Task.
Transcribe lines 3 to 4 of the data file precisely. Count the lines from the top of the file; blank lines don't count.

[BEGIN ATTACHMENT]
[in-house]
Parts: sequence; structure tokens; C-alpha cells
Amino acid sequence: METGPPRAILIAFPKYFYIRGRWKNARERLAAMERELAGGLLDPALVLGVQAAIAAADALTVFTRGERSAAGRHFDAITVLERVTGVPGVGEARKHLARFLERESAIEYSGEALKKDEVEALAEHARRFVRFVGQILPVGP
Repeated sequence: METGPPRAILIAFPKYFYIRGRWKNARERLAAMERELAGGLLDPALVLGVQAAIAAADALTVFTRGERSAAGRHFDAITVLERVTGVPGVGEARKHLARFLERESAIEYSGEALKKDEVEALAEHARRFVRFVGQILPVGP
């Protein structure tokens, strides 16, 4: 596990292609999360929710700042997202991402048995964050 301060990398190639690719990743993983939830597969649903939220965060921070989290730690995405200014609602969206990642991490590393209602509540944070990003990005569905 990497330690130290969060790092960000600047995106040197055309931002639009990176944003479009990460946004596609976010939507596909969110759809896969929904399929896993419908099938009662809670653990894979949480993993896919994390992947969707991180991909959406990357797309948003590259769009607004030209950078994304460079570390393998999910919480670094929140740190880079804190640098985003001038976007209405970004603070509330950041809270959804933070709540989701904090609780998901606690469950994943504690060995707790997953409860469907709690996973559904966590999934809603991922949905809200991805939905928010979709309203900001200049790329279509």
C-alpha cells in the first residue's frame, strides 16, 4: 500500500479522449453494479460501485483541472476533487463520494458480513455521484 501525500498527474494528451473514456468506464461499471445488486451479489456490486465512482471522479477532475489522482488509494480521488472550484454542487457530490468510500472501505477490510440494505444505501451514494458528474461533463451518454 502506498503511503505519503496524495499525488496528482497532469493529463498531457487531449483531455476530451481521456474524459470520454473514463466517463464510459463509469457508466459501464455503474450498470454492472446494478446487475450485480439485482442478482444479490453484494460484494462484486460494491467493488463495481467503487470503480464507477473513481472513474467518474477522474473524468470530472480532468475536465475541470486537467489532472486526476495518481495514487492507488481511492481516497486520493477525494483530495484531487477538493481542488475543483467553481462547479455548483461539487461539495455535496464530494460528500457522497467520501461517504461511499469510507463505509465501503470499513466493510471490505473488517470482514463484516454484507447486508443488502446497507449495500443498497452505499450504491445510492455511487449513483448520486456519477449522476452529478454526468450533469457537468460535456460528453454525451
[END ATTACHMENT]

Amino acid sequence: METGPPRAILIAFPKYFYIRGRWKNARERLAAMERELAGGLLDPALVLGVQAAIAAADALTVFTRGERSAAGRHFDAITVLERVTGVPGVGEARKHLARFLERESAIEYSGEALKKDEVEALAEHARRFVRFVGQILPVGP
Repeated sequence: METGPPRAILIAFPKYFYIRGRWKNARERLAAMERELAGGLLDPALVLGVQAAIAAADALTVFTRGERSAAGRHFDAITVLERVTGVPGVGEARKHLARFLERESAIEYSGEALKKDEVEALAEHARRFVRFVGQILPVGP